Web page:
Allee, W. C., A. E. Emerson, O. Park, T. Park and K. P. Schmidt (1949). Principles of Animal Ecology. Philadelphia: Saunders.
Pielou, E. C. (1969). An Introduction to Mathematical Ecology. New York: Wiley-Interscience.
Taylor, P.J. (2005) Unruly Complexity: Ecology, Interpretation, Engagement. Chicago: U. Chicago Press.
Waddington, C. H. (Ed.) (1969). Towards a Theoretical Biology. Edinburgh: Edinburgh University Press.
Whole Earth Group (1974). Uncle Afrely’s Earth Guide (info)
Williams, R. (1980). “Ideas of Nature,” in Problems in materialism and culture. London: Verso, 67-85.
ONCE upon a time, ecologists talked of the “balance of nature”. It seemed that any small fluctuation in an ecological system was always balanced out by some other change, maintaining equilibrium even in complex situations. Though a seductive idea, it was finally killed off in the 1960s by the American social scientist Herbert Simon, who studied complex systems and concluded that it is in fact the simplest that tend to survive. (New Scientist editorial, p.3, 13 August 2011)
Herbert Simon hardly killed off the idea of a balance of nature. In practice, the idea continues to be invoked widely, whether in the form that nature’s complex ecosystems are fragile and so need to be treated carefully or are models for how complex productive systems can run and so need to be conserved. In theory, all Simon showed was that an engineer has a better chance of building a stable complex system if it is simple in the sense of being made up of weakly interconnected modules. His theoretical result is not, however, relevant to ecology where systems are not engineered, but develop over time through in-migration and turnover of the species making up the system. Indeed, by mimicking such successional processes, it is quite easy to build stable mathematical models that have much richer interactions than Simon’s modular system (see Chapter 1 of P. J. Taylor, Unruly Complexity: Ecology, Interpretation, Engagement Chicago: University of Chicago Press, 2005).
Introduction to my essay review of
Biology Under the Influence: Dialectical Essays on Ecology, Agriculture, and Health, by Richard Lewontin and Richard Levins, Monthly Review Press, 2007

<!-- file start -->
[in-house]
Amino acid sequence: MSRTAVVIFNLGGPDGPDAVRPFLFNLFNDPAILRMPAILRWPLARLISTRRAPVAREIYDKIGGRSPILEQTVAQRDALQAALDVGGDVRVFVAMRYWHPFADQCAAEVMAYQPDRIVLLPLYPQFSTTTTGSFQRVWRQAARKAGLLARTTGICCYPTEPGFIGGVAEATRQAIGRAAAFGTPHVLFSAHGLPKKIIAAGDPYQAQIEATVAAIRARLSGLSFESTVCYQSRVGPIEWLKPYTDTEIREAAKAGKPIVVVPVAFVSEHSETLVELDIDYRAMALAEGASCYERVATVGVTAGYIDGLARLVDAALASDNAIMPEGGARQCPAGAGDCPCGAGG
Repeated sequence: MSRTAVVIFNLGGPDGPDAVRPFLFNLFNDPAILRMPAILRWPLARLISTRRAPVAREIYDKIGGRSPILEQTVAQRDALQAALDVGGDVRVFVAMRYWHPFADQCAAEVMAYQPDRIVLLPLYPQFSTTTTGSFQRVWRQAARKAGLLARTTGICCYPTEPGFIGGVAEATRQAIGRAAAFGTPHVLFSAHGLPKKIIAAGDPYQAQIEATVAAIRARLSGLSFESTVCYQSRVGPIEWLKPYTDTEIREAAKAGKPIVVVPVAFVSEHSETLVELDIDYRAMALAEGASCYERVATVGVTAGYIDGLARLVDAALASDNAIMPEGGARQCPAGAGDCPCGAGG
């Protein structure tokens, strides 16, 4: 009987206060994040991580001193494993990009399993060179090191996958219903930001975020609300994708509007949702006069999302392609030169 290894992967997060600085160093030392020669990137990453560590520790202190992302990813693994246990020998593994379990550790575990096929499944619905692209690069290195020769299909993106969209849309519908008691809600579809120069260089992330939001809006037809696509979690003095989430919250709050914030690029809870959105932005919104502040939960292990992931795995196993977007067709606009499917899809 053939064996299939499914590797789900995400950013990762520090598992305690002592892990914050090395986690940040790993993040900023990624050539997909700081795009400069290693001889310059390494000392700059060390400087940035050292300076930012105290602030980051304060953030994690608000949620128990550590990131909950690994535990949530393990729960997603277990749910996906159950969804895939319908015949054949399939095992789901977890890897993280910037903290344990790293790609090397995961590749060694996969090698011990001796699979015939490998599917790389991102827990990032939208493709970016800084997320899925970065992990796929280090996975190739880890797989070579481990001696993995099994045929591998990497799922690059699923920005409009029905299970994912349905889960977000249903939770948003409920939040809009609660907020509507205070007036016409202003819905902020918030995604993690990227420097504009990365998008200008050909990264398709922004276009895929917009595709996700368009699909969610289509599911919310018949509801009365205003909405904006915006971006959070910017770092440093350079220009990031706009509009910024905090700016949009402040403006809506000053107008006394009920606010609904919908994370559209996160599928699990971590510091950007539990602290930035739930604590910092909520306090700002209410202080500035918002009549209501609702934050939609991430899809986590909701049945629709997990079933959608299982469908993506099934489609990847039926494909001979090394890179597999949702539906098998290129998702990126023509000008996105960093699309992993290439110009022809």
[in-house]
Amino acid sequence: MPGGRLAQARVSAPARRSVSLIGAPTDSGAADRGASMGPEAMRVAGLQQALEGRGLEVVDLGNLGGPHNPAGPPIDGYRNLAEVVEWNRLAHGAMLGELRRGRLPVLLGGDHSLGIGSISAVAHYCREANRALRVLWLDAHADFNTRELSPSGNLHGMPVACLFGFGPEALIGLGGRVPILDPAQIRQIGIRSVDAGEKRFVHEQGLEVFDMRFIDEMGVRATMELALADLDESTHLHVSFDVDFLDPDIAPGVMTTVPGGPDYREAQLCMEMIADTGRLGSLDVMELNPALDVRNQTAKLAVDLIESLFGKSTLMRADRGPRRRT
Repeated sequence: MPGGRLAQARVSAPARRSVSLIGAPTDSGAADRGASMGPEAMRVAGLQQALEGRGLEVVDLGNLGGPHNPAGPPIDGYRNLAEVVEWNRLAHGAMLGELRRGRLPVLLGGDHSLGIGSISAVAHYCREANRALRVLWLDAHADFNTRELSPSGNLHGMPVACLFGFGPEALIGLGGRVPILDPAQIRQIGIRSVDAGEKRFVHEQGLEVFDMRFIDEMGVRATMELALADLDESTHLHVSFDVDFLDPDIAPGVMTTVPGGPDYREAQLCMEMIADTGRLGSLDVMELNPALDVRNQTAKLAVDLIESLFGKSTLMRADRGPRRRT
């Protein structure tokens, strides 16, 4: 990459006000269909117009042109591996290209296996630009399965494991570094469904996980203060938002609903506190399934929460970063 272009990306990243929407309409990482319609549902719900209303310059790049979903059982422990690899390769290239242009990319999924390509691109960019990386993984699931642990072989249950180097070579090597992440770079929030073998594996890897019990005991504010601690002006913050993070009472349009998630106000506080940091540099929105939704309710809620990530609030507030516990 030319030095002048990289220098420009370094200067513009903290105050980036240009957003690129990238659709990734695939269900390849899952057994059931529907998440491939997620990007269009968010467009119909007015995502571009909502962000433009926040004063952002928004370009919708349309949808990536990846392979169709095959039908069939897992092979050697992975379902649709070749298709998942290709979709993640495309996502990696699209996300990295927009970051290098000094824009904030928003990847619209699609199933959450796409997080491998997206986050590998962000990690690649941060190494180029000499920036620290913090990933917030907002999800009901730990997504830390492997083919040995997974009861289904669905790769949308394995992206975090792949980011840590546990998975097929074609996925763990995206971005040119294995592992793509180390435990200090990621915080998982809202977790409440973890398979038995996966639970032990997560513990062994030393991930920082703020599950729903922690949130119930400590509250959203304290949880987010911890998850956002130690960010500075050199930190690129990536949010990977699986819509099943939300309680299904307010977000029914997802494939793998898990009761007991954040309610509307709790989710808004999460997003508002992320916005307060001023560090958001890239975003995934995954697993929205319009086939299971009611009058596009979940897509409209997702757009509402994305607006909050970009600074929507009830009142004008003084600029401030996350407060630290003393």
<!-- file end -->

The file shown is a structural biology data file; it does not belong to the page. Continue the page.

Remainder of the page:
In “A Program for Biology,” one of this collection’s thirty-one essays, the Marxist biologists Richard Lewontin and Richard Levins (hereon: L&L) list recent “big mistakes” in scientific approaches to complex phenomena: “the green revolution, the epidemiological transition [from infectious to chronic diseases], sociobiology, the reification of intelligence testing, and the current fetishism of the genome.” They attribute such mistakes to the “posing [of] problems too narrowly, treating what is variable as if it were constant and even universal, and offering answers on a single level only” (p.81). What they point to is not simply the “philosophical tradition of reductionism,” but also “the institutional fragmentation of research, and the political economy of knowledge as a commodity” (p.9). Indeed, their critical position extends beyond science to rejection of “the greed and brutality and smugness of late capitalism” (p.373).
Their anti-capitalist stance notwithstanding, the foci or starting points of L&L’s essays, like their 1986 collection, The Dialectical Biologist, lies in research in the life sciences. Regarding the green revolution, for example, L&L see:
…that a view based on unidirectional causation leads to the expectation that since grasses need nitrogen, a genotype that takes up more nitrogen would be more productive; since pesticides kill pests, their widespread use would protect crops; and since people eat food, increased yields would alleviate hunger (p.84).
The actual outcomes did not end up matching such simple causation because:
…the increase in wheat yield was partly achieved by breeding for dwarf plants that are more vulnerable to weeds and to flooding; the killing of pests was accompanied by the killing of their natural enemies, their replacement by other pests, and the evolution of pesticide resistance. The successful yield increases encouraged the diversion of land from legumes. The technical packages of fertilizers, pesticides, irrigation, and mechanization promoted class differentiation in the countryside and displacement of peasants (p.84).
“A Program for Biology” ends with three fundamental questions for the study of complexity:
Why are things the way they are instead of a little bit different (the question of homeostasis, self-regulation, and stability)? Why are things the way they are instead of very different (the question of evolution, history, and development)? And what is the relevance to the rest of the world? (p.86)
The third question, rephrased in a later essay as “how [do we] intervene in these complex processes to make things better for us”? (p.115), invites… readers to ask what L&L’s essays tell us about having an effect—direct or indirect—on the complex processes of the production and application of scientific knowledge. The essay review approaches this third question as it relates to social studies of science and technology and L&L’s contributions from four angles:
- a more vigorous culture of science criticism;
- a visible college of Marxist scientists in the USA;
- inquiries into the diverse social influences shaping science; and
- motivating readers who want to pursue their science as a political project.
Indirect contributions—influences on and appropriations by other actors in the wider realm of biology as politics—are discussed as well as the more direct effects.